In their fifties my parents divorced. Both of them remarried happily. My stepfather Fred Muller and my mother moved north out of the LA smog to Ventura, California, where they spent many sweet years together. They'd drive the few hours to Las Vegas and take advantage of the many senior discounts on food and lodging. They'd gamble a little for a few days and then drive home. Mommy took up quilting, making numerous beautiful quilts for her children and grandchildren. She won awards at the County Fair and made some good friends in her quilt group, Stitch and Bitch. She and Fred played games every afternoon: Scrabble, cribbage, cards. (I didn't beat her at Scrabble until I was 50...)
My father had passed away by then, and Fred was a perfect step-grandfather to my sons. Mommy was and still is a devoted grandmother, suitably admiring and indulgent. She now has many great-grandchildren. All of her grandchildren and great-grands (as of 2007) and all but my brother are pictured at left.
Fred passed away from Alzheimers several years ago, and my mother no longer quilts. She's still a superstar with words, though, and loves to read her beloved Dick Francis.
Happy Birthday, Mommy!
Thursday, September 15, 2011
Last year I toured the historic Crane Estate mansion and grounds as I was beginning to write Murder on the Bluffs. I wanted the murder to take place somewhere on the vast grounds of the estate. I took pictures and lots of notes.
Mr. Crane was a plumbing magnate who spared no costs to build this summer retreat from the oppressive midwestern heat of Chicago. Parts of it remind me of the opulence of Hearst Castle on the opposite coast.
Yesterday I had the good fortune to score a slot in the "Hot and Cold" tour, which takes place in the back halls and stairways of the mansion, the realm of the maids and butlers. It was fascinating. We explored the pantries, the trunk room, the furnace area (hot), the rooftop, the ventilation system (cold), and much more. We traversed a hidden spiral staircase. We peeked into the old lift used to bring wood upstairs for fireplaces and checked out the dumbwaiter in a pantry the size of a small apartment.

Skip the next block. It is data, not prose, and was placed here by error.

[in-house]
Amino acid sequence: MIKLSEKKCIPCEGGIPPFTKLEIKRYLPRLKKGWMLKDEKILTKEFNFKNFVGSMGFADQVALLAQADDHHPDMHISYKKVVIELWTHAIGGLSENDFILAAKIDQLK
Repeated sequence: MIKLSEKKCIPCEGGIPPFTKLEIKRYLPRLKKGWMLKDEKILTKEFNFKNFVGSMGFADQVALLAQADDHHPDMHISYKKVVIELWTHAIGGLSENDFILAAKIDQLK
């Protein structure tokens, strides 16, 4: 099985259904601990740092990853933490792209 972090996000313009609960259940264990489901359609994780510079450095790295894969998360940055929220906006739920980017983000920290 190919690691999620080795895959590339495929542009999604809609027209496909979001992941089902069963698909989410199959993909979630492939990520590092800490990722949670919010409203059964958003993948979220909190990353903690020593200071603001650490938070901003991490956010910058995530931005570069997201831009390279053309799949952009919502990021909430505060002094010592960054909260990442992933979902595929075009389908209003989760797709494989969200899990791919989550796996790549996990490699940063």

Boy, did I come away with ideas. What if a body was stuffed in a trunk in the cellar? How about if Lauren was lured into the safe, a green-felt lined room used to store the considerable silver collection? Once the heavy door swung shut and the combination twirled, she'd have no way to call for help.
The antique elevator looked intriguing and dangerous with its door that resembled a jail cell door. That wood lift, with its pulleys, ropes, and rotting infrastructure. And the slanted concrete slab that coal used to slide down. Oooh.
I have changed the name of the estate in my book. Public places don't usually appreciate having fictional murders or assaults taking place on their properties, even if only in a book. Still, I think I might have material in surfeit for the climax scene I'll be working on tomorrow.
What's your favorite real or imagined site for murder and mayhem?
Wednesday, September 7, 2011
As much as I wish I were disciplined enough to write every day, I am not and so I don't. But on Fridays, my non-work day, I write. I don't schedule doctor or massage appointments, I don't clean or shop, I don't leave the house. I just write. I can also write on cross-continental flights, occasionally in the passenger seat of a long car trip, and sometimes on weekends.
When I'm at home, I sit in my lovely upstairs office and write at a desktop computer (sometimes with my helper, Birdie). When I'm traveling, I usually write on my trusty lightweight netbook, the one with the 9-hour battery life. I have, though, been able to write quite well in other locations with a good pen and a nice white pad of lined paper.
On Fridays I try to write steadily from early morning until I run out of steam, which is usually early afternoon, taking breaks only to stretch, grab a snack, or throw a load of laundry on the line. When I'm writing a first draft, I read over the last scene I wrote and then I try to write at least 1000 new words. Some days I get even more on the page.